Sunday, May 13, 2007

Special Guest

As some of you know, I'm a patsy for the paranormal. I like all manner of preternaturals like werewolves, goblins, faeries and Paris Hilton. But vampires hold a soft spot in my heart. Not sure why.

I'm not alone in my fascination. Silhouette has read this desire and is featuring the undead in their Nocturne line. The latest is Caridad Pineiro's Blood Calls. This is the sixth book in an ongoing series.

Diego Rivera lost his life during the Spanish Inquisition, but when he is saved by becoming a vampire, he swears to become a better man. Ramona Escobar is a promising young artist who is struggling with a mother with Alzheimer’s and a disease that is slowly robbing Ramona of life. Ramona unwittingly becomes involved in an art fraud and when her life is threatened, handsome art gallery owner Diego Rivera comes to her aid. Attraction will flare to life between the two, but both Diego and Ramona are hiding secrets. When Diego reveals his true face to Ramona, she reveals the true of her existence – that she will soon die. Will love help Diego find a way to deal with Ramona’s betrayal and his own secrets, or is it the call of her blood that is tempting him to put the bite on her?

I was fortunate enough to ask Caridad a few questions about writing and the popularity of the undead.

As a writer, how hard is it to switch genres? Going from police procedurals to Latina chick lit to dark paranormal seems like a tough jump, how does you do it?

It is hard to switch genres at times, especially when you have deadlines for both books. I generally like to stay with each genre at one time, but that hasn’t been possible lately. When I am writing the dark vampire novels and romantic suspense, I am in one mindset and the women’s fiction mindset is very very different. For the dark vampire novels, I am concentrating on the paranormal elements and the psychic wounds of the protagonists. These psychic wounds will oftentimes impact on life and death situations. For my women’s fiction, the stories generally revolve around the relationships of women and while the conflicts there are life-altering, they are grounded much more in reality and do not have life and death consequences. They do, however, impact on the life courses of the protagonists. As for the suspense stories that I write, the focus there is generally on the romance and how the mystery impacts on that relationship. There’s actually more similarity between my romantic suspense novels and the vampire novels as both generally have a mystery and of course, romantic elements.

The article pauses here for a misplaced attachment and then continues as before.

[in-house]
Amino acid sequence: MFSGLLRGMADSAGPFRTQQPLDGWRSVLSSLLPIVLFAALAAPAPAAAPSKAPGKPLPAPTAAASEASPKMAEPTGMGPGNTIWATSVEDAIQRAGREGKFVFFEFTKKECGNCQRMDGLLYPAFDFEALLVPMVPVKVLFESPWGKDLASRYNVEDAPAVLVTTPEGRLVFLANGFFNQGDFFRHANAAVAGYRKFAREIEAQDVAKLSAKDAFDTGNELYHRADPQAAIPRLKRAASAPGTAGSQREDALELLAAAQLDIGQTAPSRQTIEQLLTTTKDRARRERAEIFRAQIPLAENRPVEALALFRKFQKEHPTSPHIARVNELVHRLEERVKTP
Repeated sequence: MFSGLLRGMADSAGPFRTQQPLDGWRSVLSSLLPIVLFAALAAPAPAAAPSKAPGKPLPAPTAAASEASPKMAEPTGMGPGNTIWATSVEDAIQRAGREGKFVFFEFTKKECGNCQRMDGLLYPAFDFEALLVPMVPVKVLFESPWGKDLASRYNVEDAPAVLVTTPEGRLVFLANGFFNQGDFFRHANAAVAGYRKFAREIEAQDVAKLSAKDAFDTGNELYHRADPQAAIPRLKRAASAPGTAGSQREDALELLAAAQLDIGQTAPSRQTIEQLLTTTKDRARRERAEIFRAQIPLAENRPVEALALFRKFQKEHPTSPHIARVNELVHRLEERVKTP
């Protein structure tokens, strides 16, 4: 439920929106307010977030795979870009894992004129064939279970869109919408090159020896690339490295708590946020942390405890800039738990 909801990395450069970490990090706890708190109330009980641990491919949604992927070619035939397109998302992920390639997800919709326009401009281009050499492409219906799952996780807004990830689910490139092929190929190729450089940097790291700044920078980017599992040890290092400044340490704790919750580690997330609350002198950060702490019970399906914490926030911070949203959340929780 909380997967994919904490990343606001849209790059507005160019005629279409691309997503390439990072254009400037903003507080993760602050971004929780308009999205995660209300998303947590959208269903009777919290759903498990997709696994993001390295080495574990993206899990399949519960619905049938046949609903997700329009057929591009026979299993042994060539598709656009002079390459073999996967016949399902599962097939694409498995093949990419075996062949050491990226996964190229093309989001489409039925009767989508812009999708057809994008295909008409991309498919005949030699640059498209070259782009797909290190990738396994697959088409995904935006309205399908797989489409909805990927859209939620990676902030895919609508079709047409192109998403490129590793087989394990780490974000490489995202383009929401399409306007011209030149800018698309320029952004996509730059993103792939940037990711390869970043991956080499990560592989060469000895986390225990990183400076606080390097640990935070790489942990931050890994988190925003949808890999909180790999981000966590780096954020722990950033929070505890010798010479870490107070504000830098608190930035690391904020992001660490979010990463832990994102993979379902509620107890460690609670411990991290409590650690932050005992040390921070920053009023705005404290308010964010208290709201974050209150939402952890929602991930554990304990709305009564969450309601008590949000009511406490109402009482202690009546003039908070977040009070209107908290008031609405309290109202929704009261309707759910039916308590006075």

BLOOD CALLS is the 6th book in a series that started awhile back. Was it tough to pick it back up or has this story been floating around in your head for awhile?
I knew when I wrote TEMPTATION CALLS (October 2005) that I wasn’t done with the stories for some of the characters. TEMPTATION CALLS turned out to be one of my favorite books because of the characters and their very unique lives. From that one book, I’ve been able to spin off DEVOTION CALLS (January 2007) and BLOOD CALLS (May 2007) as well as FURY CALLS (tba 2008). I hadn’t planned on so many other stories from that one when I started, but as I wrote, I realized that there were a number of secondary characters that were so unique that I had to explore them in greater depth. Part of it is that I like to write series and always try to make the secondary characters so real that people want to know more about them. The one hard thing about this is that you need to keep them in the background and not let them overwhelm the main story.

Why vampires? Why do readers come back to the undead again and again and again?

I think people have always been fascinated by the otherworldly creatures and vampires in particular. There is the fascination with immortality and what it would be like to never die. We always imagine them as romantic and sometimes tragic creatures. We also think of them as very sensual creatures and the sharing of blood is definitely high on the list of intimate acts. For all those reasons, readers love vampires.

How is Diego unique amongst his kind?

In my mythology, Diego is unique in that his age makes him nearly an elder. That age gives him greater powers and a higher rank in the Manhattan vampire hierarchy. It also brings profound worry in him since with each year that passes, Diego has seen the loneliness of those around him and has experience his own loss – his long time vampire companion was killed nearly two years earlier. With her passing, Diego sees himself on the way to becoming like the other vampire elders – devoid of passion for anything other than blood. Lonely. When Diego finds himself attracted to a human, however, he wonders if he can allow himself to experience her passion or if by doing so, he will doom himself to even greater misery.

Hmm...sounds like a vampire in need of heroine's touch. If you are a sucker for blood suckers, Caridad has created a world for you. For more information on Caridad, please visit or watch her interview at

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